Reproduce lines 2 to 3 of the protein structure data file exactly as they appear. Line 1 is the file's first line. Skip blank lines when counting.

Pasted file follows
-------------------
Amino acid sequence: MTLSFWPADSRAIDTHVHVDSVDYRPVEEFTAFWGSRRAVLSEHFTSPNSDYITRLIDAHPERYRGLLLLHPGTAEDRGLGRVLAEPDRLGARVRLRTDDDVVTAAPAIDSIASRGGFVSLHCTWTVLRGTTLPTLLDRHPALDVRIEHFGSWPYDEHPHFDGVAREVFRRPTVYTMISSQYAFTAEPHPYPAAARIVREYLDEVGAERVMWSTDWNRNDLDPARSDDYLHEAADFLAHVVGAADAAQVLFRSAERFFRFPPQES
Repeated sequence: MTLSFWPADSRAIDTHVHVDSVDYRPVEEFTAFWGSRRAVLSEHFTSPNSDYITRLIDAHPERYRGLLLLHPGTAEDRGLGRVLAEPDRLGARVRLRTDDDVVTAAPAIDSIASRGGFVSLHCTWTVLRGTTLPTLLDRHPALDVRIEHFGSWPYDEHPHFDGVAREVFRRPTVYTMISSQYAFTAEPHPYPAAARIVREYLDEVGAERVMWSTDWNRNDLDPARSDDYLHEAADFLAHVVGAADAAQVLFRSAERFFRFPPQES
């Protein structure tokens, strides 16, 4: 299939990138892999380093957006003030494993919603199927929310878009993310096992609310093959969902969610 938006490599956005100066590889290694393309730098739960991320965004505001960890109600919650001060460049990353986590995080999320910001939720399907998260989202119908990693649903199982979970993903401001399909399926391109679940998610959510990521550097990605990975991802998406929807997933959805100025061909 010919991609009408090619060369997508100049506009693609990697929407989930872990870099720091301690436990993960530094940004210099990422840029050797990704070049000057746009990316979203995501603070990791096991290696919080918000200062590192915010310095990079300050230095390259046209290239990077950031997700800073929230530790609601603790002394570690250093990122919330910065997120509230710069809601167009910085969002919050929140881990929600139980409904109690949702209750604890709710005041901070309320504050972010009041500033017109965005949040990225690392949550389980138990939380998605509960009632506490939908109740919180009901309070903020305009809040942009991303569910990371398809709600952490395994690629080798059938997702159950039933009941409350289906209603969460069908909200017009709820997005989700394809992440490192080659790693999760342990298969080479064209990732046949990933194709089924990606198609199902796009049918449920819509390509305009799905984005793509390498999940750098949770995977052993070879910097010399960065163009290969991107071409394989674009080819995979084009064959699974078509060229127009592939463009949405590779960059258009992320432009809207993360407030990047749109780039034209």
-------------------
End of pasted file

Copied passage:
Repeated sequence: MTLSFWPADSRAIDTHVHVDSVDYRPVEEFTAFWGSRRAVLSEHFTSPNSDYITRLIDAHPERYRGLLLLHPGTAEDRGLGRVLAEPDRLGARVRLRTDDDVVTAAPAIDSIASRGGFVSLHCTWTVLRGTTLPTLLDRHPALDVRIEHFGSWPYDEHPHFDGVAREVFRRPTVYTMISSQYAFTAEPHPYPAAARIVREYLDEVGAERVMWSTDWNRNDLDPARSDDYLHEAADFLAHVVGAADAAQVLFRSAERFFRFPPQES
């Protein structure tokens, strides 16, 4: 299939990138892999380093957006003030494993919603199927929310878009993310096992609310093959969902969610 938006490599956005100066590889290694393309730098739960991320965004505001960890109600919650001060460049990353986590995080999320910001939720399907998260989202119908990693649903199982979970993903401001399909399926391109679940998610959510990521550097990605990975991802998406929807997933959805100025061909 010919991609009408090619060369997508100049506009693609990697929407989930872990870099720091301690436990993960530094940004210099990422840029050797990704070049000057746009990316979203995501603070990791096991290696919080918000200062590192915010310095990079300050230095390259046209290239990077950031997700800073929230530790609601603790002394570690250093990122919330910065997120509230710069809601167009910085969002919050929140881990929600139980409904109690949702209750604890709710005041901070309320504050972010009041500033017109965005949040990225690392949550389980138990939380998605509960009632506490939908109740919180009901309070903020305009809040942009991303569910990371398809709600952490395994690629080798059938997702159950039933009941409350289906209603969460069908909200017009709820997005989700394809992440490192080659790693999760342990298969080479064209990732046949990933194709089924990606198609199902796009049918449920819509390509305009799905984005793509390498999940750098949770995977052993070879910097010399960065163009290969991107071409394989674009080819995979084009064959699974078509060229127009592939463009949405590779960059258009992320432009809207993360407030990047749109780039034209």